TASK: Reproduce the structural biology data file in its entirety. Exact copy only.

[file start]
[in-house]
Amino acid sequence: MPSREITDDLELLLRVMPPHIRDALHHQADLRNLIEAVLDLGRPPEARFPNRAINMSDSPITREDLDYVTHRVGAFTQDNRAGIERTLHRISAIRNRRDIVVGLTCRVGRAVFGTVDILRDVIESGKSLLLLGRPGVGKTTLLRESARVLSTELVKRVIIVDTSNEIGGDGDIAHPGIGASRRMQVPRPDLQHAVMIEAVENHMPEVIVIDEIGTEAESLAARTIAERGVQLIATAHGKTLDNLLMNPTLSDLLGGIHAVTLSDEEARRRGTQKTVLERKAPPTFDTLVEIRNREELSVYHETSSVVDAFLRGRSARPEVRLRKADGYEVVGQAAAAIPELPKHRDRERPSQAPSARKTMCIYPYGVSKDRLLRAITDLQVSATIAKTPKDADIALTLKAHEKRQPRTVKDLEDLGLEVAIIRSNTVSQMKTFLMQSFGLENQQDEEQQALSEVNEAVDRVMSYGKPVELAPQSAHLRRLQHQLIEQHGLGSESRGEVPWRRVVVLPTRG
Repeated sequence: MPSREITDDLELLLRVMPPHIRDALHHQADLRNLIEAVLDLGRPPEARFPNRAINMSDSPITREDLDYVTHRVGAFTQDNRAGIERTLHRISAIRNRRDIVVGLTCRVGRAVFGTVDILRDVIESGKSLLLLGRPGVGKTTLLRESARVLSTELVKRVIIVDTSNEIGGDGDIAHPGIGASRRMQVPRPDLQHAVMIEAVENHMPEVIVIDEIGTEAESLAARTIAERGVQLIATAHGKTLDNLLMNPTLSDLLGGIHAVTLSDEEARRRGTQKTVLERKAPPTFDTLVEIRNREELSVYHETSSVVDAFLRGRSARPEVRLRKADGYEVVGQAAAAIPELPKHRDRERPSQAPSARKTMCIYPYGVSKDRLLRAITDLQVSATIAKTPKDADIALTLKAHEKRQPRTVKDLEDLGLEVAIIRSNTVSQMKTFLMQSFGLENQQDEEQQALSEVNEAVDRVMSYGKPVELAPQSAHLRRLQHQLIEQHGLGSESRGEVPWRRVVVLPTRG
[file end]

[in-house]
Amino acid sequence: MPSREITDDLELLLRVMPPHIRDALHHQADLRNLIEAVLDLGRPPEARFPNRAINMSDSPITREDLDYVTHRVGAFTQDNRAGIERTLHRISAIRNRRDIVVGLTCRVGRAVFGTVDILRDVIESGKSLLLLGRPGVGKTTLLRESARVLSTELVKRVIIVDTSNEIGGDGDIAHPGIGASRRMQVPRPDLQHAVMIEAVENHMPEVIVIDEIGTEAESLAARTIAERGVQLIATAHGKTLDNLLMNPTLSDLLGGIHAVTLSDEEARRRGTQKTVLERKAPPTFDTLVEIRNREELSVYHETSSVVDAFLRGRSARPEVRLRKADGYEVVGQAAAAIPELPKHRDRERPSQAPSARKTMCIYPYGVSKDRLLRAITDLQVSATIAKTPKDADIALTLKAHEKRQPRTVKDLEDLGLEVAIIRSNTVSQMKTFLMQSFGLENQQDEEQQALSEVNEAVDRVMSYGKPVELAPQSAHLRRLQHQLIEQHGLGSESRGEVPWRRVVVLPTRG
Repeated sequence: MPSREITDDLELLLRVMPPHIRDALHHQADLRNLIEAVLDLGRPPEARFPNRAINMSDSPITREDLDYVTHRVGAFTQDNRAGIERTLHRISAIRNRRDIVVGLTCRVGRAVFGTVDILRDVIESGKSLLLLGRPGVGKTTLLRESARVLSTELVKRVIIVDTSNEIGGDGDIAHPGIGASRRMQVPRPDLQHAVMIEAVENHMPEVIVIDEIGTEAESLAARTIAERGVQLIATAHGKTLDNLLMNPTLSDLLGGIHAVTLSDEEARRRGTQKTVLERKAPPTFDTLVEIRNREELSVYHETSSVVDAFLRGRSARPEVRLRKADGYEVVGQAAAAIPELPKHRDRERPSQAPSARKTMCIYPYGVSKDRLLRAITDLQVSATIAKTPKDADIALTLKAHEKRQPRTVKDLEDLGLEVAIIRSNTVSQMKTFLMQSFGLENQQDEEQQALSEVNEAVDRVMSYGKPVELAPQSAHLRRLQHQLIEQHGLGSESRGEVPWRRVVVLPTRG